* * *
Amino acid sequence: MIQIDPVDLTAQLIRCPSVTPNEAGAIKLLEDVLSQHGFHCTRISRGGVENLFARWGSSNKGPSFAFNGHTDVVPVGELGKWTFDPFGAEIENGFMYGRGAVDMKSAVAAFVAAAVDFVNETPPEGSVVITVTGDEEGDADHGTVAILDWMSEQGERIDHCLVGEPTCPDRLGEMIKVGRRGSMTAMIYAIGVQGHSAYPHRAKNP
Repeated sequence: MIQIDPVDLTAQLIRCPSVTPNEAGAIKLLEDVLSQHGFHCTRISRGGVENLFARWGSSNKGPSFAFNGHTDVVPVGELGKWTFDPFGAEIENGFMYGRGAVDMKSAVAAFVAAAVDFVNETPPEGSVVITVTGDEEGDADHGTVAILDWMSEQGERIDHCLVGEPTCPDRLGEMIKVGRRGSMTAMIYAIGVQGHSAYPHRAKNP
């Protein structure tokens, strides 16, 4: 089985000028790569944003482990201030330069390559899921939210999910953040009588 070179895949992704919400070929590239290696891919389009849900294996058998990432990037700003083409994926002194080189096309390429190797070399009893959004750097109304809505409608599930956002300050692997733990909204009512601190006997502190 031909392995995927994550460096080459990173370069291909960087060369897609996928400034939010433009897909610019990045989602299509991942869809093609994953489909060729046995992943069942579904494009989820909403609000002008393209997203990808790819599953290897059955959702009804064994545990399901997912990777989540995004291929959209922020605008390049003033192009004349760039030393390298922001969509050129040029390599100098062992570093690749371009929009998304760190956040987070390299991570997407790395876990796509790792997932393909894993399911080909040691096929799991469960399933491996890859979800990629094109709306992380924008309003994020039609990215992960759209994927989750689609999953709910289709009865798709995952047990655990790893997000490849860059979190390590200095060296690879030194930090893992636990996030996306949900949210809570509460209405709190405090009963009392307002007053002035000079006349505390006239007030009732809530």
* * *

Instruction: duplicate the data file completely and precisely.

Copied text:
Amino acid sequence: MIQIDPVDLTAQLIRCPSVTPNEAGAIKLLEDVLSQHGFHCTRISRGGVENLFARWGSSNKGPSFAFNGHTDVVPVGELGKWTFDPFGAEIENGFMYGRGAVDMKSAVAAFVAAAVDFVNETPPEGSVVITVTGDEEGDADHGTVAILDWMSEQGERIDHCLVGEPTCPDRLGEMIKVGRRGSMTAMIYAIGVQGHSAYPHRAKNP
Repeated sequence: MIQIDPVDLTAQLIRCPSVTPNEAGAIKLLEDVLSQHGFHCTRISRGGVENLFARWGSSNKGPSFAFNGHTDVVPVGELGKWTFDPFGAEIENGFMYGRGAVDMKSAVAAFVAAAVDFVNETPPEGSVVITVTGDEEGDADHGTVAILDWMSEQGERIDHCLVGEPTCPDRLGEMIKVGRRGSMTAMIYAIGVQGHSAYPHRAKNP
């Protein structure tokens, strides 16, 4: 089985000028790569944003482990201030330069390559899921939210999910953040009588 070179895949992704919400070929590239290696891919389009849900294996058998990432990037700003083409994926002194080189096309390429190797070399009893959004750097109304809505409608599930956002300050692997733990909204009512601190006997502190 031909392995995927994550460096080459990173370069291909960087060369897609996928400034939010433009897909610019990045989602299509991942869809093609994953489909060729046995992943069942579904494009989820909403609000002008393209997203990808790819599953290897059955959702009804064994545990399901997912990777989540995004291929959209922020605008390049003033192009004349760039030393390298922001969509050129040029390599100098062992570093690749371009929009998304760190956040987070390299991570997407790395876990796509790792997932393909894993399911080909040691096929799991469960399933491996890859979800990629094109709306992380924008309003994020039609990215992960759209994927989750689609999953709910289709009865798709995952047990655990790893997000490849860059979190390590200095060296690879030194930090893992636990996030996306949900949210809570509460209405709190405090009963009392307002007053002035000079006349505390006239007030009732809530």